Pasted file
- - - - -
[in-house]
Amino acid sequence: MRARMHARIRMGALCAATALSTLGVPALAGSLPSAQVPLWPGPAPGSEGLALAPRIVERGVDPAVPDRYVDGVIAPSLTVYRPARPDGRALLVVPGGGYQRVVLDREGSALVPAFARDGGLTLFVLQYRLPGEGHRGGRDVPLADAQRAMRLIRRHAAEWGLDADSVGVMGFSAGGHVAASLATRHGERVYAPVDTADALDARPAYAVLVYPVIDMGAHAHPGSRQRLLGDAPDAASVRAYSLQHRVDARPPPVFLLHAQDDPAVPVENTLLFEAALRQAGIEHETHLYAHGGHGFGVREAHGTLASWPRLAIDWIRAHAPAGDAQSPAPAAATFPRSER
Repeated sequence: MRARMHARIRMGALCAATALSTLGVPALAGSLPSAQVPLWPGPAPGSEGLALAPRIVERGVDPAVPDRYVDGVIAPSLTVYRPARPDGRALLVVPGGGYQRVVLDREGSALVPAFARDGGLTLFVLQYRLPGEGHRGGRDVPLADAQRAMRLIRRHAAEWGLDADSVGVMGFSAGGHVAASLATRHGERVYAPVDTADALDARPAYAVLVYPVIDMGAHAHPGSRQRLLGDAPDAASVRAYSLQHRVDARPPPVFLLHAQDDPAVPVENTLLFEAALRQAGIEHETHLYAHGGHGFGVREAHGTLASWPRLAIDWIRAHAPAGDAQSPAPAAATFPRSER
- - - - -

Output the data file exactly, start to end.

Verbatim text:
[in-house]
Amino acid sequence: MRARMHARIRMGALCAATALSTLGVPALAGSLPSAQVPLWPGPAPGSEGLALAPRIVERGVDPAVPDRYVDGVIAPSLTVYRPARPDGRALLVVPGGGYQRVVLDREGSALVPAFARDGGLTLFVLQYRLPGEGHRGGRDVPLADAQRAMRLIRRHAAEWGLDADSVGVMGFSAGGHVAASLATRHGERVYAPVDTADALDARPAYAVLVYPVIDMGAHAHPGSRQRLLGDAPDAASVRAYSLQHRVDARPPPVFLLHAQDDPAVPVENTLLFEAALRQAGIEHETHLYAHGGHGFGVREAHGTLASWPRLAIDWIRAHAPAGDAQSPAPAAATFPRSER
Repeated sequence: MRARMHARIRMGALCAATALSTLGVPALAGSLPSAQVPLWPGPAPGSEGLALAPRIVERGVDPAVPDRYVDGVIAPSLTVYRPARPDGRALLVVPGGGYQRVVLDREGSALVPAFARDGGLTLFVLQYRLPGEGHRGGRDVPLADAQRAMRLIRRHAAEWGLDADSVGVMGFSAGGHVAASLATRHGERVYAPVDTADALDARPAYAVLVYPVIDMGAHAHPGSRQRLLGDAPDAASVRAYSLQHRVDARPPPVFLLHAQDDPAVPVENTLLFEAALRQAGIEHETHLYAHGGHGFGVREAHGTLASWPRLAIDWIRAHAPAGDAQSPAPAAATFPRSER